In June 2019, researchers from Ciklum’s R&D department visited the Computer Vision and Pattern Recognition (CVPR) Conference held in Long Beach, California. CVPR is an annual event on computer vision and pattern recognition, which has been held every year since 1983. CVPR is one of the world’s top three academic conferences in the field of computer vision. This year Ciklum research engineers visited the conference not only as attendees but as presenters. Here are some highlights from the sessions.
Last year the conference attracted more than 9000 attendees. The number of submitted papers is no less impressive at 5160.
The number of papers submitted and accepted, 2015-2019
It’s also worth mentioning that CVPR 2019 received a record high of over $3.1 million in sponsorships.
Ciklum`s senior research engineer, Oleg Panichev, gave a presentation titled “U-Net Based Convolutional Neural Network for Skeleton Extraction” at CVPR’s “Deep Learning for Geometric Shape Understanding” workshop. In his presentation, Oleg shared how he together with a team of researchers developed a deep learning model that could extract the skeleton of different objects with high precision. The model developed by the team enabled them to win the Pixel SkelNetOn Competition. Here are some examples of objects from Oleg’s slides:
Oleg Panichev is giving a presentation at CVPR 2019
HIGHLIGHTS FROM CVPR 2019
Here are the most insightful workshops and presentation topics according to the researchers from Ciklum’s R&D team:
Person re-identification is a basic task for intelligent video surveillance systems. Simply stated, it involves tracking the same person across a network of images/videos collected from multiple cameras and at different times. Given the large volume of surveillance data, finding a method that can efficiently extract meaningful information is a challenging task. Read about solutions proposed during CVPR here.
Semantic segmentation assigns pixels to classes, but it does not involve the identification of individual instances inside an image as with instance segmentation. Thus, the task of panoptic segmentation is basically to combine them to work simultaneously. Learn about the metrics proposed for more unified image segmentation here.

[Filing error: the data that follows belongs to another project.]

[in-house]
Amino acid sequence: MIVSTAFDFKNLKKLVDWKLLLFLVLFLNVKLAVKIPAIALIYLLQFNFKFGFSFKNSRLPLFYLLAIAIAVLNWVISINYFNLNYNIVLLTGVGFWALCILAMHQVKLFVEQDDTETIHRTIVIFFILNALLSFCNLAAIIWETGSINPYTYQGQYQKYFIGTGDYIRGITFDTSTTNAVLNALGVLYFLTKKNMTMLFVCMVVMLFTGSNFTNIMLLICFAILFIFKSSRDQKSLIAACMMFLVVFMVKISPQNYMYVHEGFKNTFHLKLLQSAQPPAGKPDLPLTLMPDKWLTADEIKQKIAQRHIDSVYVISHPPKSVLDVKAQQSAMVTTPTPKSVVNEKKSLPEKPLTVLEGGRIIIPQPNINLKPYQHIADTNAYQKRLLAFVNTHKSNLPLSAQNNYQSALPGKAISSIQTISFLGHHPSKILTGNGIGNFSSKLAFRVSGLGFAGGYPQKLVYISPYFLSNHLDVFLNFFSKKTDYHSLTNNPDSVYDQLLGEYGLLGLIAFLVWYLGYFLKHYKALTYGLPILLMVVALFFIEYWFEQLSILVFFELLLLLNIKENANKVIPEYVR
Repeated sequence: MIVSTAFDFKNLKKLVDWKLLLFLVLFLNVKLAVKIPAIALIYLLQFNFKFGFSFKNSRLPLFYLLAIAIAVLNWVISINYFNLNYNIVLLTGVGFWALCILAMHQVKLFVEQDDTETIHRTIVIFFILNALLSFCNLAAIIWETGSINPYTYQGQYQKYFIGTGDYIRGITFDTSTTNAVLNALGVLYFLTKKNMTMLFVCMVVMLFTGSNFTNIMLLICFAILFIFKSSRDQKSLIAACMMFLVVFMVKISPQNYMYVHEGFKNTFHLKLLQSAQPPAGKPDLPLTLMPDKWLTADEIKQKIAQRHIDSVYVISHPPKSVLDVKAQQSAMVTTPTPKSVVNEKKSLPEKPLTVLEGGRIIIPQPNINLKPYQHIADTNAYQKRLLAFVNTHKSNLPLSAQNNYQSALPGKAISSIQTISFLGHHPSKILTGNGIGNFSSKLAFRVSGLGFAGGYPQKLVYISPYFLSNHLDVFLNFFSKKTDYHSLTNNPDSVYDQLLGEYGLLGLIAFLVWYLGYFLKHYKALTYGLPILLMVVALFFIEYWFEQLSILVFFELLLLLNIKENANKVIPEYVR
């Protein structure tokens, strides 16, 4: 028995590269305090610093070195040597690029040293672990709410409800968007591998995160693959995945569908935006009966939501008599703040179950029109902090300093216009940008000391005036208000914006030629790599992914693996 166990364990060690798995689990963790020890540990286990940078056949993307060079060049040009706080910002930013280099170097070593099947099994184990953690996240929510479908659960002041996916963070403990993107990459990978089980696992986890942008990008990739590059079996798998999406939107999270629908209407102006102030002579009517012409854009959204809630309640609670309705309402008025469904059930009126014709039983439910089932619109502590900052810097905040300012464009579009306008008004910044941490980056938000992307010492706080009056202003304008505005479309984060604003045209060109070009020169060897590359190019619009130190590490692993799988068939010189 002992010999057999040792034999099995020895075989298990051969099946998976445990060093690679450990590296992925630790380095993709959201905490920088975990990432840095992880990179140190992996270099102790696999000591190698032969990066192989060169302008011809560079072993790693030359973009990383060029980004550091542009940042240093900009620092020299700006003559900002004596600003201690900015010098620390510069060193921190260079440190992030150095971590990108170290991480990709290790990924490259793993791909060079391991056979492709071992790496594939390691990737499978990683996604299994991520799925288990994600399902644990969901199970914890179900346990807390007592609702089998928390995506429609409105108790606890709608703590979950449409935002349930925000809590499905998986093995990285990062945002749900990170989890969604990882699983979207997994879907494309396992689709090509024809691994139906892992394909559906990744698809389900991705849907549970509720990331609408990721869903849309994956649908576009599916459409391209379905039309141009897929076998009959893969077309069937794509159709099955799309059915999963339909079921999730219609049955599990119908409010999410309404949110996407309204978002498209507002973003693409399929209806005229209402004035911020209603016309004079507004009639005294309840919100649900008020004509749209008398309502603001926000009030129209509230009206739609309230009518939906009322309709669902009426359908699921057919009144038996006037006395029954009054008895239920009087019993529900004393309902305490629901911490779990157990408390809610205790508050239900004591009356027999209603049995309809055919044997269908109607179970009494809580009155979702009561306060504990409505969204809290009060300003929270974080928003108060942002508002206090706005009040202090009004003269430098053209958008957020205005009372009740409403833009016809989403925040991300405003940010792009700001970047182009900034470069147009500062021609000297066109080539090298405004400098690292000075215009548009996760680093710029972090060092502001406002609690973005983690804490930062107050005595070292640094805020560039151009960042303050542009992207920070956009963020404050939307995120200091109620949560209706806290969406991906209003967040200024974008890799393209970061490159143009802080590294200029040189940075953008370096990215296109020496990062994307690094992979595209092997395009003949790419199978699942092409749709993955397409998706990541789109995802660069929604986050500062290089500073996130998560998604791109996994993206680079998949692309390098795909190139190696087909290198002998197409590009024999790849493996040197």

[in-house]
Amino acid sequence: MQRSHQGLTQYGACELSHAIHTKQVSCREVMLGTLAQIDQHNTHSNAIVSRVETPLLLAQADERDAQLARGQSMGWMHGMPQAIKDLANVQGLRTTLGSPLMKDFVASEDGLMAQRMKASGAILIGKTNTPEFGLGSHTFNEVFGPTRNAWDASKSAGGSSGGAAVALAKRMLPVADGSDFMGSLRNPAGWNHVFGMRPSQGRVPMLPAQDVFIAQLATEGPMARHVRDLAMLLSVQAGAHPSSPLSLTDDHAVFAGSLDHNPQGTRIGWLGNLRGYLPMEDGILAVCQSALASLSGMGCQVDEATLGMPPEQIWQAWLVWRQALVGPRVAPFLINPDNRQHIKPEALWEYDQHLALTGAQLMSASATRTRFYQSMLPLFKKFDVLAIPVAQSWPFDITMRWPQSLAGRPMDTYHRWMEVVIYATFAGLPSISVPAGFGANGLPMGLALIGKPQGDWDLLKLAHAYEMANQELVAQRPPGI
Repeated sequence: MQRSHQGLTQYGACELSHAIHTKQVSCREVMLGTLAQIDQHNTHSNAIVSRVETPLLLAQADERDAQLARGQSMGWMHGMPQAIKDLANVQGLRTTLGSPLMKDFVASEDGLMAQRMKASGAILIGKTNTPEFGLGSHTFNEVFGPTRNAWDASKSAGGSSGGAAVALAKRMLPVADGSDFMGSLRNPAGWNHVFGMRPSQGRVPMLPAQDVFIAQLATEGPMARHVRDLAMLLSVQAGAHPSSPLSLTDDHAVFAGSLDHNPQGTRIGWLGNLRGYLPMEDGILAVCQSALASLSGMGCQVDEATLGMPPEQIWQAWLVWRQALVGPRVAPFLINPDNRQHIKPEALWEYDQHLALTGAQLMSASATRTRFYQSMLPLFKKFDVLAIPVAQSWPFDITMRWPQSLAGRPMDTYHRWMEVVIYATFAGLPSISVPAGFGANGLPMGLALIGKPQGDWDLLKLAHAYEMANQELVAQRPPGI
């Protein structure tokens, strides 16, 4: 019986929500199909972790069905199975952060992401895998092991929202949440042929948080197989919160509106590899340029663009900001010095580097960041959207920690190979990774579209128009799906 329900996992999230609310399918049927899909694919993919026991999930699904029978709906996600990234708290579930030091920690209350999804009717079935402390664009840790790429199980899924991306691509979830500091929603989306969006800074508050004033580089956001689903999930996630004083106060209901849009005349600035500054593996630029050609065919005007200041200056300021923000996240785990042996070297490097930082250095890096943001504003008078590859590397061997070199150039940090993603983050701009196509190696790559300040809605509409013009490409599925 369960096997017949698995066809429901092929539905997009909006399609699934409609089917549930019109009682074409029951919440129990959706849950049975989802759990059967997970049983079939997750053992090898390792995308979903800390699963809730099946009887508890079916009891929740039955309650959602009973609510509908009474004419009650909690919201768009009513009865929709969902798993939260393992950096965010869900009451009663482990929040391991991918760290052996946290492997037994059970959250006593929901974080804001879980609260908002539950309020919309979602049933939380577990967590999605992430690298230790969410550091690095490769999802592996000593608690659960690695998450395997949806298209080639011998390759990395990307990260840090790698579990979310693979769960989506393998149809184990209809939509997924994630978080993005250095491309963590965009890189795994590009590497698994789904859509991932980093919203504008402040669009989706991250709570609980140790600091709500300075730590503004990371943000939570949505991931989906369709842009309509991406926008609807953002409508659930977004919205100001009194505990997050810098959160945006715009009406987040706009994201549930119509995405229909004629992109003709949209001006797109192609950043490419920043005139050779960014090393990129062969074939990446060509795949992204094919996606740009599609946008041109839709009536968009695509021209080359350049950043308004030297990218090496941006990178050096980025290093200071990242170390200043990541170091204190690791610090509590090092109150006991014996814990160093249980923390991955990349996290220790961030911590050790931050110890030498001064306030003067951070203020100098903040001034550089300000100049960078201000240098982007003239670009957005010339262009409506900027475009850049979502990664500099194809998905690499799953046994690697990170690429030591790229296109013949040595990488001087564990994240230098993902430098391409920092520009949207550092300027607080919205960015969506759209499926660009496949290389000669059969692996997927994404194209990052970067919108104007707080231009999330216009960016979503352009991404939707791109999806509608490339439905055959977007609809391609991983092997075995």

Listen to the Image
Cross-modal plasticity theory claims that the loss of one sensory modality leads to enhanced sensory performance in remaining ones. In other words, it is possible to use other senses (e.g., hearing) as the sensor to “visually” perceive the environment. The devices used to compensate for lost senses through other sensory channels is called Sensory Substitution (SS) devices, which are life-changing for the blind and deaf.
The device presented at the conference got name, “The vOICE”. The camera on the forehead of a blind person captures the scene in front, which is transformed into a sound that conveys the visual information. Check the results here.
Machine learning systems are poised to grow and transform how we work and interact. CVPR is a great place to get first-hand insights about the future from top machine learning experts. The papers presented at the event help them further develop visual recognition, object tracking and object labelling skills.
Modern problems require state-of-the-art solutions, so if your business needs guidance on how to implement machine learning, contact Ciklum.